Journal Entry #12, Questions, Questions, Questions

Continuing my I-Search based on inquiry based learning I came across this handy infographic. Since a large part of inquiry learning is based around student involvement and asking questions I felt like this infographic would fit well into my chronicles of inquiry based learning.

The infographic features a series of five questions that are intended to encourage student engagement and facilitate inquiry based learning within the classroom. The five questions are: What do you think? Why do you think that? How do you know this? Can you tell me more? and What questions do you still have? All of these questions seem fairly straightforward and simple but i believe that asking these sort of open ended and investigative questions can help to pave the path for inquiry. Asking these kinds of questions and taking the time to discuss your answers or your findings is a very involved process; it involves thought, discussion, investigation, reconsideration, and the opportunity to learn and consider new perspectives and ideas.

I believe that children are able to answer these types of questions and the ideas and answers they are able to formulate are often surprisingly insightful. I have used these kinds of questions in my own work experience with children. We had found some beetle grubs burrowed in the grass and I asked this one four year old boy “what do you think this is?” His answer was that it was a bug, I continued “Perhaps, what makes you think that?” He answered, “well it lives in the ground, and it looks kind of like a worm i found in my front yard the other day. Also, I can see it’s eyes and arms. Did you know it’s eyes are used for seeing?!” I was very impressed with how at the age of four he was able to answer my questions so thoughtfully and with each question I asked i could tell he was taking the time to think his answer through. Later we discussed how yes, it was in fact a bug and it was a Chafer Beetle Larvae. I just found this whole experience to be really eye opening and I was happy and pleased with how interested this boy was in explaining his thoughts on what this creature was and why he thought what he did.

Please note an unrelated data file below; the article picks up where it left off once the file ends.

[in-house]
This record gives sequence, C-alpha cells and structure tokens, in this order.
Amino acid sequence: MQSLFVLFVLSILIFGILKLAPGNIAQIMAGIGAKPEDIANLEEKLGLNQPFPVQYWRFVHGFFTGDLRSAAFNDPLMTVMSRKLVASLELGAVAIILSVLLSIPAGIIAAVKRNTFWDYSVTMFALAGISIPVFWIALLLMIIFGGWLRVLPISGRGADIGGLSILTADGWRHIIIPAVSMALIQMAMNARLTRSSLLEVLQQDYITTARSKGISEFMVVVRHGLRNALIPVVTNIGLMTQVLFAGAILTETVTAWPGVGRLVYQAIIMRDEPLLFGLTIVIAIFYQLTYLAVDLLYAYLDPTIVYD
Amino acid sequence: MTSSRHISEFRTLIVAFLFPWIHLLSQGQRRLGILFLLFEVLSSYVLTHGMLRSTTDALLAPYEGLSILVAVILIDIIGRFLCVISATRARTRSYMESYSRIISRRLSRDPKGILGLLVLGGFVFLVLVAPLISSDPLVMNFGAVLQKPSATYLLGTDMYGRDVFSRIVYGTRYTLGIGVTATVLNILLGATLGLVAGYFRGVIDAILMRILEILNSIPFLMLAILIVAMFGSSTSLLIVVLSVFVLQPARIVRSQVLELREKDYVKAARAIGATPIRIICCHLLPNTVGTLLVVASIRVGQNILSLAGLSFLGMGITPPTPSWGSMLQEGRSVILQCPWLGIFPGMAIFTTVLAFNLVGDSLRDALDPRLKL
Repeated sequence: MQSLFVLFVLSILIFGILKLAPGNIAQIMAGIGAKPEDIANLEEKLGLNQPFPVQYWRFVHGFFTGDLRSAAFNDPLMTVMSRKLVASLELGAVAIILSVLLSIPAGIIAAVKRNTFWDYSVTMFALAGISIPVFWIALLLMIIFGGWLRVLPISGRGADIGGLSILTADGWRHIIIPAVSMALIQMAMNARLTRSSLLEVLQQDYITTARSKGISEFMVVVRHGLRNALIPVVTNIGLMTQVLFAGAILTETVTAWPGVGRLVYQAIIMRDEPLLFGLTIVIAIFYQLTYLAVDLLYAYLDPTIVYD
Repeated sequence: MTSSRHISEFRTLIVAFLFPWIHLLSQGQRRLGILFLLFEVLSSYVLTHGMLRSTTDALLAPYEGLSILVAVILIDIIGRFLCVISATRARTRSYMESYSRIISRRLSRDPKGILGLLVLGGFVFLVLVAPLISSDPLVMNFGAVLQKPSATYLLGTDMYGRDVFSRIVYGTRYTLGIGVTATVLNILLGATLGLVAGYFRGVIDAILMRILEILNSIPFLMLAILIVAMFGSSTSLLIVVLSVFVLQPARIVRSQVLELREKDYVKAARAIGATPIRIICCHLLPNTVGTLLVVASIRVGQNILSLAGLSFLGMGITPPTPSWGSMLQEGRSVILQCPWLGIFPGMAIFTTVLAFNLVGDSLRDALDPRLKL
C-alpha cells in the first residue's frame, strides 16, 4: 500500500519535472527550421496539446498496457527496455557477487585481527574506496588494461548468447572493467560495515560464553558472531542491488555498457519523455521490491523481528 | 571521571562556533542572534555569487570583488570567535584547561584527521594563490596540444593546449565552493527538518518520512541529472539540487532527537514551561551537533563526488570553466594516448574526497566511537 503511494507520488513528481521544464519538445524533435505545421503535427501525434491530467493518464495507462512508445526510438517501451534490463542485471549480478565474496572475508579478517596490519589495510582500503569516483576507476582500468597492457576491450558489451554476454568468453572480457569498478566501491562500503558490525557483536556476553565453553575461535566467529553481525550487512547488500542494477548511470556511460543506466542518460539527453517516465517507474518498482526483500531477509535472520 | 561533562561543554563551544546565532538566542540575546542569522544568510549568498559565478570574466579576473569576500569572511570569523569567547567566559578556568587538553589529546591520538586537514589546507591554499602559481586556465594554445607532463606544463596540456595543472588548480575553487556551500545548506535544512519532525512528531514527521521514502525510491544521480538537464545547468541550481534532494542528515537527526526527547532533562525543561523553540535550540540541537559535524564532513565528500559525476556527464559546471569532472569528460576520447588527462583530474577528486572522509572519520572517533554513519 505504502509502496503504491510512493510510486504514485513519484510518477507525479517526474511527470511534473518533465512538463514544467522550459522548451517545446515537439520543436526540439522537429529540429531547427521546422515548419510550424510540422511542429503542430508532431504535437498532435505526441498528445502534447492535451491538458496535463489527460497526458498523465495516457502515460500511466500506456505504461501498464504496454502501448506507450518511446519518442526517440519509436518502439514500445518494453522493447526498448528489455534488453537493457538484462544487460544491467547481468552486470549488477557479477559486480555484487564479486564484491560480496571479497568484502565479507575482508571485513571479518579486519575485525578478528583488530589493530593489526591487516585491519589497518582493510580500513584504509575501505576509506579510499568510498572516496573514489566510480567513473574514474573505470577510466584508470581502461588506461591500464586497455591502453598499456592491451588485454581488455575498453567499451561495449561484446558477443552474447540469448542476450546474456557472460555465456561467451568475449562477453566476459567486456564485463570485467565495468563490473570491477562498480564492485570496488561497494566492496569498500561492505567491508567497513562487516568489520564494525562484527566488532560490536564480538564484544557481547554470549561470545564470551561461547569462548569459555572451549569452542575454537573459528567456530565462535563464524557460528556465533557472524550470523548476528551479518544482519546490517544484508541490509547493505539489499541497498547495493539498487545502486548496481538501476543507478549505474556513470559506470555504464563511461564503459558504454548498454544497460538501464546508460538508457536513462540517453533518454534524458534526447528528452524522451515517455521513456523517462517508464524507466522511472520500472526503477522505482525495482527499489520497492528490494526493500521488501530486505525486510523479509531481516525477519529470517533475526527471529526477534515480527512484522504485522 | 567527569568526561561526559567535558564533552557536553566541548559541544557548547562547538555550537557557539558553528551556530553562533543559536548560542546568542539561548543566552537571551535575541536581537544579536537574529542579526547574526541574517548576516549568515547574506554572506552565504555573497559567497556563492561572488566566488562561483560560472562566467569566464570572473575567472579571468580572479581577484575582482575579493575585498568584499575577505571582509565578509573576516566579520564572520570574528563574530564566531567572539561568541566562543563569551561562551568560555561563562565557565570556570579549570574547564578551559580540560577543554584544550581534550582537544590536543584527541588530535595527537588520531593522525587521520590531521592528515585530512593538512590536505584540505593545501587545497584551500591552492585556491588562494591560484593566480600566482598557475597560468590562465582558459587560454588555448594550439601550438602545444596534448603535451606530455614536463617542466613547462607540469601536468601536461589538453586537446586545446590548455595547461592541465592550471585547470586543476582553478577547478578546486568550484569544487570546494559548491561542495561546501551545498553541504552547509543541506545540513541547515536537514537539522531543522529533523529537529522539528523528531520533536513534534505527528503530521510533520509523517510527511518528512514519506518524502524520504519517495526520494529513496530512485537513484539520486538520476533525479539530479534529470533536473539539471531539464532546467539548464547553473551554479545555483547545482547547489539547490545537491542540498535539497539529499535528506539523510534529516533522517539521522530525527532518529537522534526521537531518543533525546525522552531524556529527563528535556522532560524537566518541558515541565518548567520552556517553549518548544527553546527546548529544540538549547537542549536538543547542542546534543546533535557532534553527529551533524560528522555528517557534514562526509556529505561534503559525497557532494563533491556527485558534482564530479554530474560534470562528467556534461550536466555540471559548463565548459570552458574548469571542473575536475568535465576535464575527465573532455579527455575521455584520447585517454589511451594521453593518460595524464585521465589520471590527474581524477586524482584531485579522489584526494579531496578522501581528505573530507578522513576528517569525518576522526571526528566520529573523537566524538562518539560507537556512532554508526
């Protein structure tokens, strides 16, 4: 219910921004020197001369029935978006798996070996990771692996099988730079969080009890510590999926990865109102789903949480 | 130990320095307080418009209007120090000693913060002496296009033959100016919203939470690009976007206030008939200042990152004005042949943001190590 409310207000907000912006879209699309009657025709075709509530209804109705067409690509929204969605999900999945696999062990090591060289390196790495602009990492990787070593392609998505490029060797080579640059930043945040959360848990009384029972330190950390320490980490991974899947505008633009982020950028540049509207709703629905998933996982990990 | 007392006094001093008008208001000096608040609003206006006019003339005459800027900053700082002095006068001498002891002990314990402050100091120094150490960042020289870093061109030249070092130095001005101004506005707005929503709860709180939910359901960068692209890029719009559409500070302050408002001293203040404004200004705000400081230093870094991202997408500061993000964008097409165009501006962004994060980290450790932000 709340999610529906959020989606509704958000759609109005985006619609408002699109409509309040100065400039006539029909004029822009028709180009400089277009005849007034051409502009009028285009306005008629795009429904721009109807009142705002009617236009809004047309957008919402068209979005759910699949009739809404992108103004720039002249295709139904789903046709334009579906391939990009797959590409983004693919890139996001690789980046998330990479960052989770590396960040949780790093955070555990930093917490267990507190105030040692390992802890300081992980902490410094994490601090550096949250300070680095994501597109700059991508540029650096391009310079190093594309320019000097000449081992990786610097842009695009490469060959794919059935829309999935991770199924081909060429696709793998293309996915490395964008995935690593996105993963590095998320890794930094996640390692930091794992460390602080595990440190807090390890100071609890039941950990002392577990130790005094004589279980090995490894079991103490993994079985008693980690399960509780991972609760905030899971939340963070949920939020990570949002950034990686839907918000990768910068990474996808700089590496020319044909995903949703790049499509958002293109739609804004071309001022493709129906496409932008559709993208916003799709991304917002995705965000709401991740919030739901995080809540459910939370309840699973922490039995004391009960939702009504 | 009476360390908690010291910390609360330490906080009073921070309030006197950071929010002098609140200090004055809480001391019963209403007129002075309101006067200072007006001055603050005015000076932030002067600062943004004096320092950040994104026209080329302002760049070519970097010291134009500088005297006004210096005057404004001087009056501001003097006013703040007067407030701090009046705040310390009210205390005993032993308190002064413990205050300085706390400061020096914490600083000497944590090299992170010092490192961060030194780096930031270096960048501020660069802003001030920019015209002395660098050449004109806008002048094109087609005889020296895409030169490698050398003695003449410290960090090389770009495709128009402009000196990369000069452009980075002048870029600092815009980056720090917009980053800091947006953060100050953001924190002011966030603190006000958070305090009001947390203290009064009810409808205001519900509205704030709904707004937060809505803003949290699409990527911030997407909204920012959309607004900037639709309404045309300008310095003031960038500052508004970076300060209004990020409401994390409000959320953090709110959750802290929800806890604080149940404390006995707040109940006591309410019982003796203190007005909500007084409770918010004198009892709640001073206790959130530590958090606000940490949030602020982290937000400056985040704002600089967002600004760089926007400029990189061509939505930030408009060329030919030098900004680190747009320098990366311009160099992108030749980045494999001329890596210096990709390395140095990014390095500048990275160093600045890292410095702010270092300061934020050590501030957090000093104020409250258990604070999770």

Children are capable of insightful thought but it is my belief that they are not often given the opportunity in the classroom to express these thoughts or process them. By asking our students these sort of open ended questions we are giving them the opportunity to process their ideas and share them. Questions provide the opportunity for inquiry and investigation, which helps to create a more engaging and involved learning process where students have the chance to further explore and play an active role in their own education.

Advertisements

Leave a Reply

Fill in your details below or click an icon to log in:

WordPress.com Logo

You are commenting using your WordPress.com account. Log Out / Change )

Twitter picture

You are commenting using your Twitter account. Log Out / Change )

Facebook photo

You are commenting using your Facebook account. Log Out / Change )

Google+ photo

You are commenting using your Google+ account. Log Out / Change )

Connecting to %s